The Mexican-American War was fought between Mexico and the United States from 1846 to 1848. It was a defining moment in the relationship between the two countries and shaped the borders of the southwestern United States as we know them today.
The main leaders of the Mexican army during the Mexican-American War were:
- General Antonio López de Santa Anna – President of Mexico and commander of the Mexican Army
- General Pedro de Ampudia – Commander of the Army of the North
- General José Mariá Flores – Commander of the Army of the Center
- General Francisco Mejía – Commander of the Army of the North after Ampudia
General Santa Anna was the key strategic leader of the Mexican forces during the war, though his battlefield leadership was often questionable. Other generals like Ampudia, Flores, and Mejía led the major regional Mexican armies that fought against the U.S. invasion.
Causes of the Mexican-American War
There were several key factors that led to the outbreak of the Mexican-American War in 1846:
- Texas – The United States annexed Texas in 1845, a territory that Mexico still considered part of its country after Texas independence in 1836. This was a major point of contention between the U.S. and Mexico.
- Border Disputes – There was disagreement on where the border between Texas and Mexico actually was, with both countries claiming territory between the Nueces River and the Rio Grande.
- Manifest Destiny – Many Americans believed it was their country’s manifest destiny to expand across the continent to the Pacific Ocean, including into Mexican territory.
- Mexican Politics – Political instability and nationalism in Mexico opposed American expansionism into traditionally Mexican lands.
In 1845, President James K. Polk sent troops under General Zachary Taylor to the disputed Texas border area. In April 1846, Mexican and American troops skirmished, beginning the war.
Overview of the Mexican Military
At the outset of the war, the Mexican military was unprepared and at a disadvantage compared to the United States:
- Smaller population and industrial capacity than the U.S. – limiting recruits and supplies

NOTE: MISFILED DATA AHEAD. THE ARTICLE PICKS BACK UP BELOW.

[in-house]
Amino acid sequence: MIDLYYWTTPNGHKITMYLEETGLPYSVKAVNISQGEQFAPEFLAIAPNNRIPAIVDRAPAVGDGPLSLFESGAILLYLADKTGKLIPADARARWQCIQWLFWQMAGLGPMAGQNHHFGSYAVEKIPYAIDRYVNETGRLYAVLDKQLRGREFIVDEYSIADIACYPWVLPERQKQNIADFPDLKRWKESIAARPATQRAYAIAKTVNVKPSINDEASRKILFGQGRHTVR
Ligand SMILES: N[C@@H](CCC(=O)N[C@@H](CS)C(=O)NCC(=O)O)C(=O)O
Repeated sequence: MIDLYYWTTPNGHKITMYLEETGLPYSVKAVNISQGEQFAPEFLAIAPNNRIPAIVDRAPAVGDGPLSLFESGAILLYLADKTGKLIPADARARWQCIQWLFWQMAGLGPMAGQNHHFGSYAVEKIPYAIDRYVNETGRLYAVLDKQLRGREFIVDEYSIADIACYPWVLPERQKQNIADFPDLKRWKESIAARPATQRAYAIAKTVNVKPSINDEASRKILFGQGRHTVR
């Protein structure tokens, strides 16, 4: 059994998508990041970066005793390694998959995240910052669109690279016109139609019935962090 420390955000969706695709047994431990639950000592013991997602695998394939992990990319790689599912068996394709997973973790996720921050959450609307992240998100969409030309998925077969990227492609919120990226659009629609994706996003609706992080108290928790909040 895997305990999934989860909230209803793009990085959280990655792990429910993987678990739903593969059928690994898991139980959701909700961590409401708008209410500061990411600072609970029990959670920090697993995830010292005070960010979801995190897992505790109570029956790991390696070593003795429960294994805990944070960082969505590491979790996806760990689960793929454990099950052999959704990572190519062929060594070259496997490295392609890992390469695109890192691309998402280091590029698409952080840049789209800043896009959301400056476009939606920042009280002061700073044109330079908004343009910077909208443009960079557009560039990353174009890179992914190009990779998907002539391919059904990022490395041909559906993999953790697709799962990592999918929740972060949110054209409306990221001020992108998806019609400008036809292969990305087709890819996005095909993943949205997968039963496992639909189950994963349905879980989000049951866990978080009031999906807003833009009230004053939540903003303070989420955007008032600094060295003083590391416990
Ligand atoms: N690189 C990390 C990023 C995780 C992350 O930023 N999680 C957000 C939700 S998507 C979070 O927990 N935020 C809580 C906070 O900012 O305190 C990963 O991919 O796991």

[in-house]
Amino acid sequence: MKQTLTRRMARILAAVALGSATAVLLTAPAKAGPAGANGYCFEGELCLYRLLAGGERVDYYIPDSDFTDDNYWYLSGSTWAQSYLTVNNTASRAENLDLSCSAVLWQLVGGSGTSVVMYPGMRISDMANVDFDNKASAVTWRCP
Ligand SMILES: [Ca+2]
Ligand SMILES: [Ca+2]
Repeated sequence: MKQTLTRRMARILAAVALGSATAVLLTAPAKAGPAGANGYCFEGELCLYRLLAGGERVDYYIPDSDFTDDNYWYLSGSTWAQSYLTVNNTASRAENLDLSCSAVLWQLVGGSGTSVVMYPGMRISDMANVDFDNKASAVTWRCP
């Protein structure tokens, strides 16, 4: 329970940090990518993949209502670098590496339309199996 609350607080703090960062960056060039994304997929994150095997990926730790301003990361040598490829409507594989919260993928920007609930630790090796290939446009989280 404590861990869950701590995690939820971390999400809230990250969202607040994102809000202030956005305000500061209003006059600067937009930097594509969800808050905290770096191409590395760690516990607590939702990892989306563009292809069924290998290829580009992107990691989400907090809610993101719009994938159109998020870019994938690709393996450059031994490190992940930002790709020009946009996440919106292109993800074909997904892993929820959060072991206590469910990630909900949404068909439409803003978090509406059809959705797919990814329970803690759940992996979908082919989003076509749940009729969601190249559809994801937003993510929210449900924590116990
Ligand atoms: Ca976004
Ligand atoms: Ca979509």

- Political instability – multiple coups in the years prior
- Limited funding and supplies for the army
- Poor roads and infrastructure, making movement difficult
- Regionalism – distrust between different Mexican regions
Despite these challenges, some Mexican military leaders tried to modernize prior to the war by adopting more professional training and equipment. The majority of troops though remained poorly trained, equipped, and led during the conflict.
Mexican Army Organization
The Mexican army that fought the war was organized into regional commands:
- Army of the North – Defended the northern Mexican states and faced off against American forces invading from Texas and New Mexico.
- Army of the Center – Defended the central Mexican states and the approaches to Mexico City itself. It also faced some American naval attacks along the coast.
- Army of the East – A smaller force defending the Gulf coast region near Tampico and Veracruz.
- Various garrisons – Scattered throughout Mexico to provide local defense.
Though numbering perhaps 50,000 men, logistical difficulties, poor training, and internal divisions prevented the coordination needed for an effective defense.
Weapons and Equipment
The weapons and equipment of the Mexican army generally lagged behind that of the Americans:
- Smoothbore Muskets – The main infantry weapon, accurate only to 100 yards or less.
- Artillery – Lacked the range, accuracy, and mobility of American guns.
- Lances – Used by some cavalry units in traditional fashion.
Supplies like gunpowder and spare parts were also often in short supply. The limited Mexican industry could not keep up with wartime needs. Weapons procured from Europe were frequently old or obsolete models.
Key Mexican Commanders
The most prominent leaders of the Mexican army during the war included:
General Antonio López de Santa Anna
As president of Mexico and commander of the army, Santa Anna was the leading strategic decision-maker for the Mexican war effort. His most important decisions included:
- Trying to crush the American force at the outset of the war along the Rio Grande.
- Repealing a law that would have allowed more indigenous recruits into the army.
- Personally marching north with the Army of the North to fight Taylor’s invasion.
- Withdrawing south after his defeat at Buena Vista to deal with American landings at Veracruz.
Santa Anna had a reputation as an opportunist, switching sides during Mexico’s years of political turmoil. His battlefield leadership during the war proved poor. However, his name recognition and political stature allowed him to remain Mexico’s commander in chief throughout the conflict.
General Pedro de Ampudia
General Pedro de Ampudia led the Army of the North at the outset of the war in northern Mexico. As commander along the Rio Grande, he: